London-based VFX house Lexhag Creates Title Sequence for Sky Atlantic’s TV Drama Riviera

Published on in Exclusive Interviews

In our exclusive Q&A with Visual Effects Director Alexis Haggar, of London-based VFX house Lexhag, he talks about his work regarding the main title sequence for “Riviera,” Sky Atlantic’s new 10 part drama series starring Julia Stiles as the wife of a billionaire who uncovers the dark truth behind her opulent lifestyle.

Led by Alexis, the Lexhag team was tasked with delivering the winning pitch for the sequence by capturing the show’s glitz and glamor through a vibrant, kaleidoscopic effect. Using Fusion Studio, the team generated and animated the kaleidoscope using imagery from the show as a source, ensuring hints to the storyline were woven in to allow audiences to understand more as the drama evolved.

ProductionHUB:How did you approach this project initially?

Alexis Haggar: We were approached by the main title design team on the show, The Morrison Studio, who we already had a long-standing relationship with, to create the sequence. We started by mocking up stills based on offline footage and created a pipeline to fit with Morrison's vision. We trialed a selection of tools and workflows to see which would give us the control and creative flexibility we’d need for the 4K HDR deliverable.

PH: What types of pre-production were involved?

Alexis Haggar: Collection of references, styles and imagery from the show as they were shooting. We planned the sequence timing with an offline of different ideas based around the kaleidoscope.

PH: Describe your production team a bit and what everyone's rolls are.

Alexis Haggar: The team consists of our client Richard and Dean at The Morrison Studio supplying the creative, reference and art directed boards. Sequence side at Lexhag, we have Alexis Haggar, supervising the sequence, Annie Gordon who line produced with coordination by Toby Matthews. David Fisher, Dan Newlands and Alexis all provided image creation, David also provided all the finishing touches and polish.

PH: Can you talk a little about the kaleidoscope effect and how you make that come to life on screen?

We settled on using Fusion Studio and the Krokodove plugin for speed and flexibility. Fusion Studio munched through the 4K material, leaving us to be creative. The Morrison Studio had already worked extensively on the establishment of a set of style frames for each section of the sequence. We used those style frames as a base to build the shot directly within Fusion Studio and applied the kaleidoscopic effect and animation with Fusion plug in Krokodove, all at 4K UHD 16bit float. This definitely provided a challenge when finding the right plate from the show to use for the kaleidoscope, especially with elements such as the actors’ faces, which could look a little odd. Fusion Studio enabled us to produce our animated plates very quickly, allowing us to modify them with the client in our suite almost interactively, which saved a lot of time.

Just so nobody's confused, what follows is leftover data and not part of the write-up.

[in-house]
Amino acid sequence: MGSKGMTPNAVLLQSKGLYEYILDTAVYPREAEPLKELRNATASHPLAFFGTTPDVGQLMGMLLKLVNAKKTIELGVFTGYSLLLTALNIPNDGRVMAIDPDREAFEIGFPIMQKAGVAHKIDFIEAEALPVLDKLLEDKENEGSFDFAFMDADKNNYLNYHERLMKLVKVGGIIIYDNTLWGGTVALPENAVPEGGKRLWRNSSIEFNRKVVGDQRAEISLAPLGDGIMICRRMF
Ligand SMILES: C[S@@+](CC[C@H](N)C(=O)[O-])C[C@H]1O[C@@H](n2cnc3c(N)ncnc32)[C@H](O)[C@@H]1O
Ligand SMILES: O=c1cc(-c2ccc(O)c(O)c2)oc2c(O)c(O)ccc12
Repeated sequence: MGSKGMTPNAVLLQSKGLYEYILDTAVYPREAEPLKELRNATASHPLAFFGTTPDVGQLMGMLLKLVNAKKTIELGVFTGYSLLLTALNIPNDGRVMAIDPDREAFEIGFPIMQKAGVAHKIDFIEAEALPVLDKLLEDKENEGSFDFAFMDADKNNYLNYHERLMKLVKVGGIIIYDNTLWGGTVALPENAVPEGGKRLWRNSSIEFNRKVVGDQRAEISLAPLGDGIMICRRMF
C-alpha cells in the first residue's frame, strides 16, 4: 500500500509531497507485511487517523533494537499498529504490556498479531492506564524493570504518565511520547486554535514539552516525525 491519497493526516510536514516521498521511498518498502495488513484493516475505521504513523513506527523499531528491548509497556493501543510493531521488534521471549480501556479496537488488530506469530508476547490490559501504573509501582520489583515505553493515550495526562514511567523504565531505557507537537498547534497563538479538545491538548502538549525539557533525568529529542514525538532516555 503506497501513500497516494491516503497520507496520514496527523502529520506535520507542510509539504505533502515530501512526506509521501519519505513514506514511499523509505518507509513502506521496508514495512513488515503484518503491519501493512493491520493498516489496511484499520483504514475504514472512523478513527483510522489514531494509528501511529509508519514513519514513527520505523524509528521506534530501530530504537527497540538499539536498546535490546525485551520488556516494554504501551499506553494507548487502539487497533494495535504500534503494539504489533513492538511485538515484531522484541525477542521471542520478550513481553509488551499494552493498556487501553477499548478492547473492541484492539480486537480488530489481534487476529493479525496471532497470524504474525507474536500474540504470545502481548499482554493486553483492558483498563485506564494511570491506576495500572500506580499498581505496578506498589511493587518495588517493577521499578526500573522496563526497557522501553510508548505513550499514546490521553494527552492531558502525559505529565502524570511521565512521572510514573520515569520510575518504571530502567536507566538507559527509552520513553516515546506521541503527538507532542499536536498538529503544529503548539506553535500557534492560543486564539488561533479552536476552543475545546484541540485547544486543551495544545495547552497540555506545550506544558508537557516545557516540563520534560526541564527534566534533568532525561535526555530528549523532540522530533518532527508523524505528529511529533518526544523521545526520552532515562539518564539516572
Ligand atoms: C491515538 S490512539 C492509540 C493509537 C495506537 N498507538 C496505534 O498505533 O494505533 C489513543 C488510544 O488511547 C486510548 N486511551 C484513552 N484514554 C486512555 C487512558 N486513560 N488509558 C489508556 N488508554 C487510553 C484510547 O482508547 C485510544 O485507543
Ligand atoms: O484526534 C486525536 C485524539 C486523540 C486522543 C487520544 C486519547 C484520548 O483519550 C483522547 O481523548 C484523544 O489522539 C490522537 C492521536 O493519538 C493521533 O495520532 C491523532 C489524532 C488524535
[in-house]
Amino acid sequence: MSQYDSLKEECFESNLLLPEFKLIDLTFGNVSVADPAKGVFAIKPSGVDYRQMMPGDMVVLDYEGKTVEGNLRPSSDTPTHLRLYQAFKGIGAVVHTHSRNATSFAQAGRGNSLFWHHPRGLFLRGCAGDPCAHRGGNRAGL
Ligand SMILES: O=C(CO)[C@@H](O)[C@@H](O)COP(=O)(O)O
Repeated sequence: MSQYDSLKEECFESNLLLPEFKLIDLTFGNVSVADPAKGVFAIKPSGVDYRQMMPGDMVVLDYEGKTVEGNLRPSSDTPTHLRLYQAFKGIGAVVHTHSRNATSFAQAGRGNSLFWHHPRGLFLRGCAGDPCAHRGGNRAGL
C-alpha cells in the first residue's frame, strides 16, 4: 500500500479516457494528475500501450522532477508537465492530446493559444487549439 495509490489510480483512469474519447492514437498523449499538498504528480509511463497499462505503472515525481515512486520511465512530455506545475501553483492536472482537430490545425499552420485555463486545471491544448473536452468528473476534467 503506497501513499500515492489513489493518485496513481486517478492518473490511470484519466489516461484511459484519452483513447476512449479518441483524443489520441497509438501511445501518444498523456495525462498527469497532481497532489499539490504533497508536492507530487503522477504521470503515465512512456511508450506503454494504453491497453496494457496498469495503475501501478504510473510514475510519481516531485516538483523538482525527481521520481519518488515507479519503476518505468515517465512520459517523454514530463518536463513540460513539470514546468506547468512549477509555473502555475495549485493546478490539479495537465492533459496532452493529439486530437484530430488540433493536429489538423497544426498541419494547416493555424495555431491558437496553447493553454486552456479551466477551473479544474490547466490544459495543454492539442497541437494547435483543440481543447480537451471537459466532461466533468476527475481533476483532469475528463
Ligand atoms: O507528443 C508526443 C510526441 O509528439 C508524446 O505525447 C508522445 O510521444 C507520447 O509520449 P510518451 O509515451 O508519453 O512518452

We spent many hours experimenting with different looks within the plugin. Trial and error with footage was also paramount to achieving what we delivered as certain images just didn’t work very well. If we weren’t careful we’d create some very strange looking people as the Kaleidoscope effect makes one eyed aliens without effort.

PH: What was your favorite part of the project and why?

The design stage. Getting it to work, figuring out what tools to use, what techniques.

PH: What equipment did you go with?

This particular job, we built an HP z820, with fast local cache card, 980ti GFX card and an Ezio CG227 and large 50 inch playback screen via a standard DeckLink SDI 4K which is inside the machine supplying the SDI signal. This then fed into a DeckLink 4K Pro and that’s turning the SDI into HDMI.

PH: Can you talk a little about why you chose it?

Because of its ease, power, reliability and price.

About Alexis Haggar 

BIO: Graduating from Bournemouth Film school, heading straight into the industry, Alexis pursued a career in Special Effects. Gaining a broad range of skills in floor effects, prop and model making, prosthetics and miniatures. As the Special Effects industry transitioned into digital effects, so did Alexis. He established Lexhag in 2009.

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